Translation copyright © 2000 John Svarlien; all rights reserved.

        It was hot – the day already more than half gone.
     I lay where I’d dropped on the bed.
It happened a window was half-open. Light filtered in 
     like light falling in a forest; 
5like the afterglow of twilight or when it’s dawn
     but the night hasn’t quite faded.
That’s the kind of dim light shy girls like – it gives 
     their modesty some cover. 
The door opens. In comes Corinna, her dress half buttoned, 
10     her hair fixed to show off that lovely neck.
She looked as lovely as Semiramis on her wedding night
     or Lais in anyone’s bed.
I tore off the dress. To make it more fun she fought
     to keep the flimsy thing half on.
15We struggled; I won! Her protests betrayed
     the truth: she had wanted to lose. 
Clothes littered the room. There stood Corinna nude.
     God, what a masterpiece she was!
Looking was not enough; I had to touch those shoulders, those arms; 
20     mold my hands round each round breast.
Her belly’s subtle curves coaxed my fingers on. Soon I felt
     the supple swell of hips and thighs.
But why catalogue the store of pleasure her body held?
     I held her naked in my arms.
25You can fantasize the rest. We were exhausted and slept.
     May many afternoons be so well spent. 

Notes by William W. Batstone

There are only two poems in Augustan love elegy which describe a successful sexual encounter: this poem and Propertius II 15.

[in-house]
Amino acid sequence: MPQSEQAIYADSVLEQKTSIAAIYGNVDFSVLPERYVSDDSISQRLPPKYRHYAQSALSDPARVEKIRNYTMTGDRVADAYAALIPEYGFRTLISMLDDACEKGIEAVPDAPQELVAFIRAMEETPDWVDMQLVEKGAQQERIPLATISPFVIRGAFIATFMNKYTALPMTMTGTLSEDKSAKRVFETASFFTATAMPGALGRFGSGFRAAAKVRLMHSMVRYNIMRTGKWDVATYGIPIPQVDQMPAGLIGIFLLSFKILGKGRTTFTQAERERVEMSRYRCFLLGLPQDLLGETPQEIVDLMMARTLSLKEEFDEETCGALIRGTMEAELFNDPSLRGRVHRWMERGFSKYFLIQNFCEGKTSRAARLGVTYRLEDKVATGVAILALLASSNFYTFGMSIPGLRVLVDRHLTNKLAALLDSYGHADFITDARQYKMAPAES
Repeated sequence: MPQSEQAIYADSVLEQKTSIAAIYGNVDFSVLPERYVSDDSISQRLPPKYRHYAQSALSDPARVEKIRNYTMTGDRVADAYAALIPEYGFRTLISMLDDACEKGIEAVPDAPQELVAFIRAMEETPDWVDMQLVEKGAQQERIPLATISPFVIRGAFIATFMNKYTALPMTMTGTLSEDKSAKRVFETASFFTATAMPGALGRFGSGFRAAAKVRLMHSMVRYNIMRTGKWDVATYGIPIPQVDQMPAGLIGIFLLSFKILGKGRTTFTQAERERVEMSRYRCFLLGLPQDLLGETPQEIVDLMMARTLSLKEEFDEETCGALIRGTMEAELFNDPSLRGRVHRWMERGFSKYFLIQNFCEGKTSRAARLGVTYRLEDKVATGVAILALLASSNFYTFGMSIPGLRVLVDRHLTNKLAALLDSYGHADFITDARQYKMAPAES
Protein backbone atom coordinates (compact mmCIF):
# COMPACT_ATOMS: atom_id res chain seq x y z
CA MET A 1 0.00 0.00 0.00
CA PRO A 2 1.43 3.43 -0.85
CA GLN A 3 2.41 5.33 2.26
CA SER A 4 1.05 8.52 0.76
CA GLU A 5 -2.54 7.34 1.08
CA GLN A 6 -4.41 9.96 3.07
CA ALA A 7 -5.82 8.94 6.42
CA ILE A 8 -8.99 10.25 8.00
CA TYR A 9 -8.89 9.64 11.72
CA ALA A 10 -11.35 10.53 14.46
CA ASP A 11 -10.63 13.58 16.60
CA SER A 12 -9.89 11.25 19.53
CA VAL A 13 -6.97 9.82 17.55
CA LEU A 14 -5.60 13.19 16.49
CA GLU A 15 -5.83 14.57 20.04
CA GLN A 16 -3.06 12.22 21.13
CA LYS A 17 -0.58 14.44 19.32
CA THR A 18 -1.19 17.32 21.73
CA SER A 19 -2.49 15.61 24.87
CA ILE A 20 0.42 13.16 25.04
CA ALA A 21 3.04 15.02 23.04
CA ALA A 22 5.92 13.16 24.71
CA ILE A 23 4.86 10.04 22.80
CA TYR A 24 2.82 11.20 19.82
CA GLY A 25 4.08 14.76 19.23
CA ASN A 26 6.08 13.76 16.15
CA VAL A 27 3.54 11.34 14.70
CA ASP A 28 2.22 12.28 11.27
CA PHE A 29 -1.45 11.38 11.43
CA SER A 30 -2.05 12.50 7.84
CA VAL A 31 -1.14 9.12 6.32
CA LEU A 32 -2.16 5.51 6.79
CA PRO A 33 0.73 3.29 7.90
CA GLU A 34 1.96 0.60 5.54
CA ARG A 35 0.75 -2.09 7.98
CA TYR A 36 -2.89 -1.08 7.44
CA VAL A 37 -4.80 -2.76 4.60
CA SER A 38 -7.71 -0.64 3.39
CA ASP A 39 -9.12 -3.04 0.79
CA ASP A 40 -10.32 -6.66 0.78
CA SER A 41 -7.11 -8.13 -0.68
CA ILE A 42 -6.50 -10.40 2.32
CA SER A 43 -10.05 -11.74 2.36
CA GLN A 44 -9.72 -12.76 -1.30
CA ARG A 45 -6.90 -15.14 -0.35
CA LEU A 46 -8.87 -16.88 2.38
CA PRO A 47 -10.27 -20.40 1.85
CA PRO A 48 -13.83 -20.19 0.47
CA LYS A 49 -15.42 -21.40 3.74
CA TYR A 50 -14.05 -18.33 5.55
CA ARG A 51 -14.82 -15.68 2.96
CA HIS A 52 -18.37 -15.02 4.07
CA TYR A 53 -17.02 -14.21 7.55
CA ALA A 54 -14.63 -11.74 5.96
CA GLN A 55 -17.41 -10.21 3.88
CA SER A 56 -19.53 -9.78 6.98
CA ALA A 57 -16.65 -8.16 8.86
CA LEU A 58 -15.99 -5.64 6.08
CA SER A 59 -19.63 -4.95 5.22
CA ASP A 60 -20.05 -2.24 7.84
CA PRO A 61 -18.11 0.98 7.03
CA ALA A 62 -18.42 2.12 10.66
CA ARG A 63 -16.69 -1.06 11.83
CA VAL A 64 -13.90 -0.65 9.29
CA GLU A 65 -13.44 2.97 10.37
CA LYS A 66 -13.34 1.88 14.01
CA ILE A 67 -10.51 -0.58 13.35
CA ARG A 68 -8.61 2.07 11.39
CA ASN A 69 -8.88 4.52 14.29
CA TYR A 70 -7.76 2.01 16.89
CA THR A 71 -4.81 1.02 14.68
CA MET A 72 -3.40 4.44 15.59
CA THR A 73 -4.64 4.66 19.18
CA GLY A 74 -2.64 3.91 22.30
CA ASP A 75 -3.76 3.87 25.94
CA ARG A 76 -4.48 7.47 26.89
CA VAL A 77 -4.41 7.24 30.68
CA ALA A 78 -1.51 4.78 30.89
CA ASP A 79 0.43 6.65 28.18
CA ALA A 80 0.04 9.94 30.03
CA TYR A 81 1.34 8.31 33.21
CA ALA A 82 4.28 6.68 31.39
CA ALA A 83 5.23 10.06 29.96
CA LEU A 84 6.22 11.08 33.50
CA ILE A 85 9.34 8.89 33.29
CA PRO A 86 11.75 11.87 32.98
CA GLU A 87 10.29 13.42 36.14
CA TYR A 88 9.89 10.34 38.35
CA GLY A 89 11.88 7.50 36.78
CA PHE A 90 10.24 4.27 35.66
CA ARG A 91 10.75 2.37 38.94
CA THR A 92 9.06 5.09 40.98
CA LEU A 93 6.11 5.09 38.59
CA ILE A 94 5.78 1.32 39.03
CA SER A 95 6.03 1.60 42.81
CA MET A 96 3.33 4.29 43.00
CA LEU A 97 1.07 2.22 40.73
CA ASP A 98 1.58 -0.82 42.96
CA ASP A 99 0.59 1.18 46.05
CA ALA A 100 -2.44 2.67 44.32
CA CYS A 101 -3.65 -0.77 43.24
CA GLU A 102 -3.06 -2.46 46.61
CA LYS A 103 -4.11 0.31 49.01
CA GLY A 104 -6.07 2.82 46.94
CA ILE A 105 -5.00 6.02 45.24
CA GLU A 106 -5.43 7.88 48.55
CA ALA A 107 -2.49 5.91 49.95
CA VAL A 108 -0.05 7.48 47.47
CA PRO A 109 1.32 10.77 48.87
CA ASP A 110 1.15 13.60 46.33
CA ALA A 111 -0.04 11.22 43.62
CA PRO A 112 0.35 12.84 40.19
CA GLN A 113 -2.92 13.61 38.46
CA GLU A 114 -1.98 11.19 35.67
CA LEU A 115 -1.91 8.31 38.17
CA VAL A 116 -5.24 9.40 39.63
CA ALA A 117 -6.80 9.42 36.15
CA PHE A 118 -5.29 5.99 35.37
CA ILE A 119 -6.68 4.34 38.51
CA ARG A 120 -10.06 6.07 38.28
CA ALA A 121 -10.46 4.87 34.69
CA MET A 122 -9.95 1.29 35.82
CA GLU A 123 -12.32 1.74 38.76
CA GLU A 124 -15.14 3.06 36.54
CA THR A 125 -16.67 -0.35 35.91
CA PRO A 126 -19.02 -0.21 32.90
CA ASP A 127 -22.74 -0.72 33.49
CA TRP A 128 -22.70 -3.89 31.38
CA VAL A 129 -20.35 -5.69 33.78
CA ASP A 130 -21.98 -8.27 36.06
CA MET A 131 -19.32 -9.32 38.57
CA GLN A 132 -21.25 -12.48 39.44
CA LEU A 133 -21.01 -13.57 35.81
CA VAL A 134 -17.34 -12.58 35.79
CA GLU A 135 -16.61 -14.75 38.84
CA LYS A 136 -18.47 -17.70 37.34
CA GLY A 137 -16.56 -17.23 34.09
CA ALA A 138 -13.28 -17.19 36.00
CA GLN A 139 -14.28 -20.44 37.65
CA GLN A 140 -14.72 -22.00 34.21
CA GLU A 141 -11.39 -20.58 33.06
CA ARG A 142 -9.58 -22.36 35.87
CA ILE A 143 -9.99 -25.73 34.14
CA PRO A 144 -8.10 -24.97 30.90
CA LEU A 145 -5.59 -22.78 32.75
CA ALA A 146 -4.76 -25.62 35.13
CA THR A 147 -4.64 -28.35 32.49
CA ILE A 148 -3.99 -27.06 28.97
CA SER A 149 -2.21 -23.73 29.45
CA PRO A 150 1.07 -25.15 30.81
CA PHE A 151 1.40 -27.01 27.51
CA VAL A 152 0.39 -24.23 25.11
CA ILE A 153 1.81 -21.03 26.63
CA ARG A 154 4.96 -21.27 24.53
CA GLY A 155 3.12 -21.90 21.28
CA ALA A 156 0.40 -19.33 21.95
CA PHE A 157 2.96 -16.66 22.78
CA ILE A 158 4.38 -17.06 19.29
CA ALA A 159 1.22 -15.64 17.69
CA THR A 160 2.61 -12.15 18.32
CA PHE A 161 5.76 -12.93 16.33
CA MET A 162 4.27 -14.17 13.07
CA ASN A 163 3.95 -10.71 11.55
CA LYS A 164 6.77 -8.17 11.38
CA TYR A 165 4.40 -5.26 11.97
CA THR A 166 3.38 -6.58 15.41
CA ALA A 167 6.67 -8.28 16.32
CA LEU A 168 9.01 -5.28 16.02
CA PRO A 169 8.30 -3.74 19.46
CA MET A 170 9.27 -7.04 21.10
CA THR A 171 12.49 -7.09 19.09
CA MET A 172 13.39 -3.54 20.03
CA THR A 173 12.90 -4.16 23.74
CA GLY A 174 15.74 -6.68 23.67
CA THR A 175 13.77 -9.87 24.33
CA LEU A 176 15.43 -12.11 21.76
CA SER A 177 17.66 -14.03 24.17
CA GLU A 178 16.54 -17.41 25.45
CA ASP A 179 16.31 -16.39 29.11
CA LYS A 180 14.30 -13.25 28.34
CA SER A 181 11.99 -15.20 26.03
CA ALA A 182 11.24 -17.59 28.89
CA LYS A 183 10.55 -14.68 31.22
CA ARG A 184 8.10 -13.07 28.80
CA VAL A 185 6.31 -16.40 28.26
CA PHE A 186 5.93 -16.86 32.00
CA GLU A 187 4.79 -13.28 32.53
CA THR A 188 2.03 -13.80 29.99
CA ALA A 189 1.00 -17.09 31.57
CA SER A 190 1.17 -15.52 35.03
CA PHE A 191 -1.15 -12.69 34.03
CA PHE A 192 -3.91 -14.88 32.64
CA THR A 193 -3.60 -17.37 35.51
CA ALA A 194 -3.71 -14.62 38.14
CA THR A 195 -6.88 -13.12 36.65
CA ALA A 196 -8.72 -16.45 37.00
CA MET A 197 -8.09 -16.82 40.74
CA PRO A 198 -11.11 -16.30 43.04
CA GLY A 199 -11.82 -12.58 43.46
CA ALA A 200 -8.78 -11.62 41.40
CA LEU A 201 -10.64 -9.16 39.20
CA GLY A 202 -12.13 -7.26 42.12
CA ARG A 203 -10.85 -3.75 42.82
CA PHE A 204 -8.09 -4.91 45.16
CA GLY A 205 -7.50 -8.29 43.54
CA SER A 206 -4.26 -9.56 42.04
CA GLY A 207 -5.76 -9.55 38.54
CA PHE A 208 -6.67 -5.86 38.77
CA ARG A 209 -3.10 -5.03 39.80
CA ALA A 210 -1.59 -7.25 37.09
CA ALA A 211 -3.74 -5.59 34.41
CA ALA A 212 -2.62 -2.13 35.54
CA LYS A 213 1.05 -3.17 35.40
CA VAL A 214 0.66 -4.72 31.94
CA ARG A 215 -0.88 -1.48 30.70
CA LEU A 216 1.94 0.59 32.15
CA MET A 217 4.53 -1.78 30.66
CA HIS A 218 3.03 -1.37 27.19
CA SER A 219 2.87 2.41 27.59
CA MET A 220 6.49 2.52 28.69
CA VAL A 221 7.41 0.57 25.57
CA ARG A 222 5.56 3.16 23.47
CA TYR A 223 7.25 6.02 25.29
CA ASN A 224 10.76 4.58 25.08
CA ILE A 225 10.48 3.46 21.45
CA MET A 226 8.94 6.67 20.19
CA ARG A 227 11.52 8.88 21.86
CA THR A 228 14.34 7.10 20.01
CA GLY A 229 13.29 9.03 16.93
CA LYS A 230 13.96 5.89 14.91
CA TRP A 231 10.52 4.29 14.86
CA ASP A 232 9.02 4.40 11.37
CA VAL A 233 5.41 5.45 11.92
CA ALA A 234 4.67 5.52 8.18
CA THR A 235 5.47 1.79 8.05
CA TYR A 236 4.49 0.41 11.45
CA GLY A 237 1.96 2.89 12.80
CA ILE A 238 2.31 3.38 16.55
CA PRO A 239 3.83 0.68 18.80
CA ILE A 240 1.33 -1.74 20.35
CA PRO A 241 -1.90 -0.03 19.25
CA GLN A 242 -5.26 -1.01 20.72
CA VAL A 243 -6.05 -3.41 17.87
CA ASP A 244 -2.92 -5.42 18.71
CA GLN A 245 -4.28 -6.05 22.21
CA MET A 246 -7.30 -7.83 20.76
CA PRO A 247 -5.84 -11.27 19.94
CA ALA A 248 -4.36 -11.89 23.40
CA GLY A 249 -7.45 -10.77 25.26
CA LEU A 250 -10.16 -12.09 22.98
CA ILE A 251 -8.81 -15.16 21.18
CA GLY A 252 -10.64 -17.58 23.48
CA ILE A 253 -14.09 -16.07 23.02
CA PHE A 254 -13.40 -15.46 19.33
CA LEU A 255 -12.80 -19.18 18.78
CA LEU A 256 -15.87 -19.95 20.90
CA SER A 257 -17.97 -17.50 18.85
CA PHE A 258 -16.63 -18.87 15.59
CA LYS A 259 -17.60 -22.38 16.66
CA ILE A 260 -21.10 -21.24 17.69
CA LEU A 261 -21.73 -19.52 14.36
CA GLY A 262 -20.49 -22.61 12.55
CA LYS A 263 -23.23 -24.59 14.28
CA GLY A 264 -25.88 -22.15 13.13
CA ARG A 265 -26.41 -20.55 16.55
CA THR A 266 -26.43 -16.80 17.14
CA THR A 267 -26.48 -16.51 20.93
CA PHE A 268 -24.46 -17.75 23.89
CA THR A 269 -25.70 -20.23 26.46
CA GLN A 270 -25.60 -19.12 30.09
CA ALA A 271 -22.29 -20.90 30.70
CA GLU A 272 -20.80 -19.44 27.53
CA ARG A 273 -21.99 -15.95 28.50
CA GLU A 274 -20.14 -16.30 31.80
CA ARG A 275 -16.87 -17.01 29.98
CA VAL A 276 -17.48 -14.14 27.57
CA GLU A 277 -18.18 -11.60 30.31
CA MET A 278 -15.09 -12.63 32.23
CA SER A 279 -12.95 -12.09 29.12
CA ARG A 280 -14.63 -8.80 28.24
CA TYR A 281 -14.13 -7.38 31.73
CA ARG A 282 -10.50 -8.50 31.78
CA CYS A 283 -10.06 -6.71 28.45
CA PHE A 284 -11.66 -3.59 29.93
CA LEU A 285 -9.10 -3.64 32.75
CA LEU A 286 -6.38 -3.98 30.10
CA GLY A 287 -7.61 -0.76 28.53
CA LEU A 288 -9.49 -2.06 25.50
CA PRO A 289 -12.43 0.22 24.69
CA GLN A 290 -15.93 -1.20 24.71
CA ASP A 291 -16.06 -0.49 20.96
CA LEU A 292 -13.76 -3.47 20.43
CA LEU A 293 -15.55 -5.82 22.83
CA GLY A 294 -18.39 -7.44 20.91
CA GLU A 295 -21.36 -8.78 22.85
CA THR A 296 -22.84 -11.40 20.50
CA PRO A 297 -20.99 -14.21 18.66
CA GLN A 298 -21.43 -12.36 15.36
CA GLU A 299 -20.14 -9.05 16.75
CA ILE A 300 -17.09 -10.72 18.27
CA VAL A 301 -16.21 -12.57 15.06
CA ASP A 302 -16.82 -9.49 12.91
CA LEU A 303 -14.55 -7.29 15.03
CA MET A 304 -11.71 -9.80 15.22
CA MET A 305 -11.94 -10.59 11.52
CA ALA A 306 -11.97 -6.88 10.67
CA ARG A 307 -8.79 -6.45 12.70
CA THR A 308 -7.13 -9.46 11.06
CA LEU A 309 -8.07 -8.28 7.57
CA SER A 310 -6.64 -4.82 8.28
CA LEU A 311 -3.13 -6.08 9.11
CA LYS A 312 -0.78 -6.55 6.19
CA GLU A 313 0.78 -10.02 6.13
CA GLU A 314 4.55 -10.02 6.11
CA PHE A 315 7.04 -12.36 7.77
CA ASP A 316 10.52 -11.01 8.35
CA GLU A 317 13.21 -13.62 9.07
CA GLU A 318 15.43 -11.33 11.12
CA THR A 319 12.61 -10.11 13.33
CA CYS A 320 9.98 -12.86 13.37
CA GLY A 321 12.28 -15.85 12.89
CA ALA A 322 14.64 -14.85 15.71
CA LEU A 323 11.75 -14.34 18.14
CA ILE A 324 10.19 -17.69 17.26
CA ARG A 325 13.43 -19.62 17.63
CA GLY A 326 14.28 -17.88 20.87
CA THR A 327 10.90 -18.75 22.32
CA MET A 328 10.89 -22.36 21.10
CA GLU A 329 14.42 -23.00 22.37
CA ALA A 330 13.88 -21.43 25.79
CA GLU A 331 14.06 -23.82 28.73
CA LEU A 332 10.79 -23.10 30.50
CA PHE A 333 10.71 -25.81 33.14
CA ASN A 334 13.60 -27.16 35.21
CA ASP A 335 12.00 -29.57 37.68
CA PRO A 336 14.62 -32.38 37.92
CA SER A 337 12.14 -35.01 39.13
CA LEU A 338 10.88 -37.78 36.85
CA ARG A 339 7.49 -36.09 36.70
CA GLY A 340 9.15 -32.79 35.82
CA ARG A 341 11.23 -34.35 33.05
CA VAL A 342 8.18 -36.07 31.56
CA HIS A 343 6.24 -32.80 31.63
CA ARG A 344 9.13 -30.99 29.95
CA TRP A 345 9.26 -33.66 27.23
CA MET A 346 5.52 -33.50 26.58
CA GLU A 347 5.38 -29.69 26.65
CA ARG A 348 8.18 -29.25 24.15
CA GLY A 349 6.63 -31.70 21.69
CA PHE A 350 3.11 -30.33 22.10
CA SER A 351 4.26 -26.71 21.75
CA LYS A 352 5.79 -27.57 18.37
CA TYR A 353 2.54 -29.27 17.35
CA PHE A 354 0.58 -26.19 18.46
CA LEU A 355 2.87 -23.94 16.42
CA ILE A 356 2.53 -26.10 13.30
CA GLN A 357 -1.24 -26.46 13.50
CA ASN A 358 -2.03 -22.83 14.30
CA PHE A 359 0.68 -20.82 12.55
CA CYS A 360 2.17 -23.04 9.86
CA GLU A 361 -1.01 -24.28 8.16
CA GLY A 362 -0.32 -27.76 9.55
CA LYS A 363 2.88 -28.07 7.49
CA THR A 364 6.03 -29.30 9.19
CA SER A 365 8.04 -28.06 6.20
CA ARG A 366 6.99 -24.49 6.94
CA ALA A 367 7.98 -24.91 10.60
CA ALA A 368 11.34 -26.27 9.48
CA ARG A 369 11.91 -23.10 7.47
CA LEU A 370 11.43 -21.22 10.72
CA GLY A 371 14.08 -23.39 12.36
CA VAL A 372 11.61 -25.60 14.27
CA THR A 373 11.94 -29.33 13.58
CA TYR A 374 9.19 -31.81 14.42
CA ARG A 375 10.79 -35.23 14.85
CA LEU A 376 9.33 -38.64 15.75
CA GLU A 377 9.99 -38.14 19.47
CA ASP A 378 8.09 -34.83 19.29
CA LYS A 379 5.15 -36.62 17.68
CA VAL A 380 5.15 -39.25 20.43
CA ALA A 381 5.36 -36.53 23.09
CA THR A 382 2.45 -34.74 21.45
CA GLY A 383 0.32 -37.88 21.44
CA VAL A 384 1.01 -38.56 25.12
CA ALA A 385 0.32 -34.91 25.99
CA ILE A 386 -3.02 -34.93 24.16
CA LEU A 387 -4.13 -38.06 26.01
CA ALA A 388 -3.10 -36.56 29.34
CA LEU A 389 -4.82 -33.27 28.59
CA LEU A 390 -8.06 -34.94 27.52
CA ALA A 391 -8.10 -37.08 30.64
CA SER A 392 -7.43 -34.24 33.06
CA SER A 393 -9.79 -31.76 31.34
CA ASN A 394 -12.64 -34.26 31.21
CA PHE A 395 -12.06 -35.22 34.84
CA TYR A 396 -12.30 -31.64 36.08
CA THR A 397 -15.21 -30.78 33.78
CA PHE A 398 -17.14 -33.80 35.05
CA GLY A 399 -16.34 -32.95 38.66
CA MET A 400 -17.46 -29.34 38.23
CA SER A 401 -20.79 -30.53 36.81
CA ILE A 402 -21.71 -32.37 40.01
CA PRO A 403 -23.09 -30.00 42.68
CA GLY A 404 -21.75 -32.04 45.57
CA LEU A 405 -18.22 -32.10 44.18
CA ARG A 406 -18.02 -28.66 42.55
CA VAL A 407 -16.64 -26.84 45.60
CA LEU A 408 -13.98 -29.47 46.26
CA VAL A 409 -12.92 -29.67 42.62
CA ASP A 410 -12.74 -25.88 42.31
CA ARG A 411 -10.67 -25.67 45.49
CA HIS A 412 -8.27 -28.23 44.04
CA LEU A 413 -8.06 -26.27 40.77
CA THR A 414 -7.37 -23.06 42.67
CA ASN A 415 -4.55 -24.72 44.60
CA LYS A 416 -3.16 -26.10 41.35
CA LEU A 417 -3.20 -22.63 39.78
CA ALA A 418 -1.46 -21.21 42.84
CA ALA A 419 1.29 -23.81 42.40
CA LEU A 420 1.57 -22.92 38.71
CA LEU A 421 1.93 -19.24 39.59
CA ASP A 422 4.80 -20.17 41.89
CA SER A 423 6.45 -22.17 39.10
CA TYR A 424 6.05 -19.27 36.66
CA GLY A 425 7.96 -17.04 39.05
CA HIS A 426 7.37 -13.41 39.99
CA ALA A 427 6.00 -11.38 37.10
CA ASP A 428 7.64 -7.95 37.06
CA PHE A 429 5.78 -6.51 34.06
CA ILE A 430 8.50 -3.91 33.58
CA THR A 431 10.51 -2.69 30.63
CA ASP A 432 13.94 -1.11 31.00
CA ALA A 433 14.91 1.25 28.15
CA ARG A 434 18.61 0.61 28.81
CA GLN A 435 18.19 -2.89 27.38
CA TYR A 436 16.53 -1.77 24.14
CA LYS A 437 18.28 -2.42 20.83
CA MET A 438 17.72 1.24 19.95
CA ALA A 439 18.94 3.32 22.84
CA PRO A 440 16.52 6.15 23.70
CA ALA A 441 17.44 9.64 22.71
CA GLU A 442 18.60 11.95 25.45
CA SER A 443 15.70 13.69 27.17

9. Corinna: Corinna’s first named entry into Ovid’s love poetry is like an epiphany. Her name is taken from the name of a beautiful Greek poet whose poetry was celebrated for its complexity. The poet’s method in the lines that follow and Corinna’s appearance have aptly been described as a tease.

11. Semiramis: An Assyrian queen famous for her beauty and said to be the daughter of a goddess. She was raised by doves and turned into a dove upon her death. In some versions, she was said to have been a courtesan before she became queen.

12. Lais: She is not identified with any certainty, but is one of at least two popular Corinthian courtesans named Lais; see Propertius II 6.1. This reference complicates our view of Ovid and Corinna: does the lover refer only to her beauty or her experience or her mercenary motives?

This translation first appeared in Diane J. Rayor and William W. Batstone (edd.), Latin Lyric and Elegiac Poetry: An Anthology of New Translations. New York: Garland, 1995. It has been republished in Diotíma with permission.